We chat with Shehan Wijayasinghe, Director of Elephant Financial, about making the transition from banker to broker to business owner, all within a time of industry challenges and changes.

Tell us about the journey you’ve taken in your career.

I graduated with a commerce/business degree and went into a grad role at EY. It was great because I got to travel a fair bit: to Sydney, Malaysia and more. I worked my way through a number of areas in the business, including internal audit, financial audit and business modelling. This was during the GFC.

I went on into a strategy role at NAB, working primarily on the mortgage strategy. At the time, NAB beat the market 26 months in a row!

Finally, I moved to ANZ as a Corporate Relationship Manager, where I really fell in love with finance. I worked with really big clients – lots of high wealth individuals. I got to meet them one on one, and they became my inspiration. They had such a love for what they did day to day – in their careers and businesses. I noticed that these people stayed true to what they did, and that really inspired me. I loved that one-on-one interaction.

So then I got married. I went on a honeymoon. And, while on our honeymoon, I decided I didn’t want to work in a job anymore – I needed a change of pace. When I came back I quit and took a few months off working.

It was only when my sister needed a home loan and had a terrible experience with a mortgage broker that I realised what my next career move was. My sister’s experience allowed me to understand the flaws that some brokers have. The mortgage broking industry has a massive lack of care. Seeing my sister go through what she did, I decided to start Elephant Financial – a young, vibrant, different brand.

We started in April 2016 and haven’t looked back. Every business goes through its first two years of learning, of course. That’s where you find out who you are, what you want to be and where you want to go. We’ve done well though – we won a few awards, and now we’re a team of four people. And, we’ve got big plans to grow with the help of Roland and Platinum People Group.

What challenges have you had to overcome in your career, and how did you overcome them?

It’s been a pretty tough career in terms of this sector. I started right when the GFC hit, so anything financial services related was struggling. Then we were hit by regulation reforms. The way I look at it is: there are always going to be challenges. You need to stay true to yourself, and the path will open up for you.

I’ve been so fortunate with jobs and bosses. I’ve been well supported from Day One. Eventually I found that I was chasing a career I wasn’t happy with, which is why I started my own business. And yes, I work very hard (sometimes 10 – 15 hour days). Finding time for things is hard. But it’s worth it.

What do you love about what you do?

Ultimately, I think my passion is to speak to people and watch them develop. We run our business with an educational approach. I’ve been fortunate to learn that finance is a way to achieve your goals. Many people see it as debt, or a risk – but that’s not how I see it. I love talking with people about that and changing their views from negative to positive. I really enjoy hearing everyone’s story, and finding a solution to my clients’ needs.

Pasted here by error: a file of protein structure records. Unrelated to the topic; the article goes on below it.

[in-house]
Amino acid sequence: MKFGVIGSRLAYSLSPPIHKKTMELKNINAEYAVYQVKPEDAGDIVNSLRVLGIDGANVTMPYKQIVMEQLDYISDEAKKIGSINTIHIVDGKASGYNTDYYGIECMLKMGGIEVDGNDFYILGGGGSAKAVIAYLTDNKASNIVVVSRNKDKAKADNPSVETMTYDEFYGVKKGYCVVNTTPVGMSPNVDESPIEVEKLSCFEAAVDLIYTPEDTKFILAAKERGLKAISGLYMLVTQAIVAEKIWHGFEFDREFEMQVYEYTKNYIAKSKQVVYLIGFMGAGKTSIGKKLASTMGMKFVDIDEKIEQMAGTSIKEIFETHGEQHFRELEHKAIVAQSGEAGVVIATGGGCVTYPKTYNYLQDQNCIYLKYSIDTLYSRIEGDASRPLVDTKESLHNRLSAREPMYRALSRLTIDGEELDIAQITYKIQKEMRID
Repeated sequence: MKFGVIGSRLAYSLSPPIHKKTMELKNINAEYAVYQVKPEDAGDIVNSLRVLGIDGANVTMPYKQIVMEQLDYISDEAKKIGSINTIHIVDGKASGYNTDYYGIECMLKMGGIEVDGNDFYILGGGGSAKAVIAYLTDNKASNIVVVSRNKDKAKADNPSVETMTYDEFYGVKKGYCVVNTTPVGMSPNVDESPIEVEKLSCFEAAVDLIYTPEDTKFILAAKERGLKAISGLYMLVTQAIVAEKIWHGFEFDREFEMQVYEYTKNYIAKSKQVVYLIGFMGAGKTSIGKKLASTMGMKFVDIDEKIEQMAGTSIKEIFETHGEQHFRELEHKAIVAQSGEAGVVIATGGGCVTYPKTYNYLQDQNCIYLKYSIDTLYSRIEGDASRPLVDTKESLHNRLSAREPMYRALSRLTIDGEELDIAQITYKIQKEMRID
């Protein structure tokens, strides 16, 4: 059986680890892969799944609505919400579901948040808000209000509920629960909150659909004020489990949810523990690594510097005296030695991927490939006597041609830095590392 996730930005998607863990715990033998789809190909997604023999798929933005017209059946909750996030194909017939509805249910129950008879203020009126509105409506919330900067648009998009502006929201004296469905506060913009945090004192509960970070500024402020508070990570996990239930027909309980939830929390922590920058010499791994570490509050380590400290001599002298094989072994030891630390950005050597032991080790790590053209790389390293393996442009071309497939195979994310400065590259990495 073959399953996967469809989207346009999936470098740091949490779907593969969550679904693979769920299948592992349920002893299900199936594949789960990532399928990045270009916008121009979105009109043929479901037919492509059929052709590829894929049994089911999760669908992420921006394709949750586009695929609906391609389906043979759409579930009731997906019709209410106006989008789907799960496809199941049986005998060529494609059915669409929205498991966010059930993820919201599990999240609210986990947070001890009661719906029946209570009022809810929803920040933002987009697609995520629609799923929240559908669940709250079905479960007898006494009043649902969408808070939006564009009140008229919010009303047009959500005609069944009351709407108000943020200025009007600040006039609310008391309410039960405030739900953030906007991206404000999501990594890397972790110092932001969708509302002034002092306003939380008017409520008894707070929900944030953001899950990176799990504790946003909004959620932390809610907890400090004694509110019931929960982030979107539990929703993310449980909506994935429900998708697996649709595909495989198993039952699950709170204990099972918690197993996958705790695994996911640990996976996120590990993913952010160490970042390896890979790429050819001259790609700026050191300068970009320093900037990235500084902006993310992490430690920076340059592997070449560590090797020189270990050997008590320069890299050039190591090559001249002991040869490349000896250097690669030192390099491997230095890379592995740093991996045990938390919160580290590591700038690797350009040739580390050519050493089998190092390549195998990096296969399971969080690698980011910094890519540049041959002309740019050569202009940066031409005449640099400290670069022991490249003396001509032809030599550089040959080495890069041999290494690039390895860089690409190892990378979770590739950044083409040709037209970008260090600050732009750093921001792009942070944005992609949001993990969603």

When you were a child what did you want to be when you grew up?

A firefighter… then I got older and a lot more risk averse. I never had the guts to give it a serious go. I took a boring, super safe desk job instead!

What are your top 3 tips for other people wanting to build a successful career in mortgage broking?

1.     Be and accept who you are

Don’t try and be something you’re not. It’s impossible to build relationships. At Elephant Financial we don’t wear suits, because that’s not us – it doesn’t make me feel comfortable. Our business attracts people akin to the brand. Be genuine, showcase who you are.

2.     Step back

When assessing a customer’s situation, take a step back and look at the big picture when deciding what they can achieve. Sometimes we can put people in buckets. I find that everyone’s situation comes through in their stress points. Take the time to understand where they’re going, how many kids they want to have etc. – and you’ll achieve a better outcome.

3.     Understand finance

It’s important to really look at yourself not just as someone who gets home loans for people, but as someone who understands finance. Really understand economy and interest rates, and establish that through continuous reading. Always be building your knowledge and growing yourself to better understand the industry.

What is standing out for you in the industry at the moment?

I think the reforms are a big topic of discussion. We started our business in the midst of heaps of change and reform in the industry, but the reality is that it was fairly easy to do that because I didn’t know the world beforehand! When I started Elephant Financial, and worked on my first home loan – I didn’t know any other way of doing it. It’s pretty fortunate I think.


Making the transition from banker to broker was an interesting move. Part of success is accepting that you will make mistakes. If you really like what you do, it will sustain you long term. I set a long-term plan when I set up my business. I figured if I was going to get a brand name and website, I’d pay for a really good one. It’s never easy starting a business. If I look back, it’s been really tough. But it’s also been great.


If, like Shehan, you’re interested in transitioning in your career, or starting your own business, Platinum People Group can help you get there. Contact us for a free career consultation or business consultation today.